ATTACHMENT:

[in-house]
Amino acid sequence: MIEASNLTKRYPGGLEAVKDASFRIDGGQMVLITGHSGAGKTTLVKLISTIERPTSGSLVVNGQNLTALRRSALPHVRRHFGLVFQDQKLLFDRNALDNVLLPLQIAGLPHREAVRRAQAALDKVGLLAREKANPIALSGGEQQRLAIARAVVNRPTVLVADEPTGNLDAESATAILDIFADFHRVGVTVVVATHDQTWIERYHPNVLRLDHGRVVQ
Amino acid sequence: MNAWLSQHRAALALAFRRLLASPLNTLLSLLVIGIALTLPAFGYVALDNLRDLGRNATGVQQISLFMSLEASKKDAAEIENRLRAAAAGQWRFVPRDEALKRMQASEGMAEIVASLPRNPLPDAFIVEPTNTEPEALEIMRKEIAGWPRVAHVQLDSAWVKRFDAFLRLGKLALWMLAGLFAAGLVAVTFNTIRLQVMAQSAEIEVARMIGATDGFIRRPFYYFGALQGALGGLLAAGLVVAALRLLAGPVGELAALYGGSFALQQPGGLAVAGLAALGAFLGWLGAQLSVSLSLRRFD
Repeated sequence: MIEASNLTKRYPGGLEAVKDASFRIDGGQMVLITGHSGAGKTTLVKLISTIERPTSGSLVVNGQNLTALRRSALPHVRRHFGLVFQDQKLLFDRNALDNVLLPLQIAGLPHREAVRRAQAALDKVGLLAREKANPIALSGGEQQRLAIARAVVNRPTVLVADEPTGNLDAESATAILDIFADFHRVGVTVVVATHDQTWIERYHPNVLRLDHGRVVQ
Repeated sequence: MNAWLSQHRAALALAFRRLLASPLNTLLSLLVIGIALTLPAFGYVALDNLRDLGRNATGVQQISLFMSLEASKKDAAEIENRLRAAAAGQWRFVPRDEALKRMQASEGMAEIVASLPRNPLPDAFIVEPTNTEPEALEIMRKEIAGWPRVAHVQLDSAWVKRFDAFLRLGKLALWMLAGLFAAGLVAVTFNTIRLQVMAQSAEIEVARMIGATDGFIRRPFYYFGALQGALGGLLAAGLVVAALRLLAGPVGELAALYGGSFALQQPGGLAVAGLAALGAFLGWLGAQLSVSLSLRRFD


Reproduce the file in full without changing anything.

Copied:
[in-house]
Amino acid sequence: MIEASNLTKRYPGGLEAVKDASFRIDGGQMVLITGHSGAGKTTLVKLISTIERPTSGSLVVNGQNLTALRRSALPHVRRHFGLVFQDQKLLFDRNALDNVLLPLQIAGLPHREAVRRAQAALDKVGLLAREKANPIALSGGEQQRLAIARAVVNRPTVLVADEPTGNLDAESATAILDIFADFHRVGVTVVVATHDQTWIERYHPNVLRLDHGRVVQ
Amino acid sequence: MNAWLSQHRAALALAFRRLLASPLNTLLSLLVIGIALTLPAFGYVALDNLRDLGRNATGVQQISLFMSLEASKKDAAEIENRLRAAAAGQWRFVPRDEALKRMQASEGMAEIVASLPRNPLPDAFIVEPTNTEPEALEIMRKEIAGWPRVAHVQLDSAWVKRFDAFLRLGKLALWMLAGLFAAGLVAVTFNTIRLQVMAQSAEIEVARMIGATDGFIRRPFYYFGALQGALGGLLAAGLVVAALRLLAGPVGELAALYGGSFALQQPGGLAVAGLAALGAFLGWLGAQLSVSLSLRRFD
Repeated sequence: MIEASNLTKRYPGGLEAVKDASFRIDGGQMVLITGHSGAGKTTLVKLISTIERPTSGSLVVNGQNLTALRRSALPHVRRHFGLVFQDQKLLFDRNALDNVLLPLQIAGLPHREAVRRAQAALDKVGLLAREKANPIALSGGEQQRLAIARAVVNRPTVLVADEPTGNLDAESATAILDIFADFHRVGVTVVVATHDQTWIERYHPNVLRLDHGRVVQ
Repeated sequence: MNAWLSQHRAALALAFRRLLASPLNTLLSLLVIGIALTLPAFGYVALDNLRDLGRNATGVQQISLFMSLEASKKDAAEIENRLRAAAAGQWRFVPRDEALKRMQASEGMAEIVASLPRNPLPDAFIVEPTNTEPEALEIMRKEIAGWPRVAHVQLDSAWVKRFDAFLRLGKLALWMLAGLFAAGLVAVTFNTIRLQVMAQSAEIEVARMIGATDGFIRRPFYYFGALQGALGGLLAAGLVVAALRLLAGPVGELAALYGGSFALQQPGGLAVAGLAALGAFLGWLGAQLSVSLSLRRFD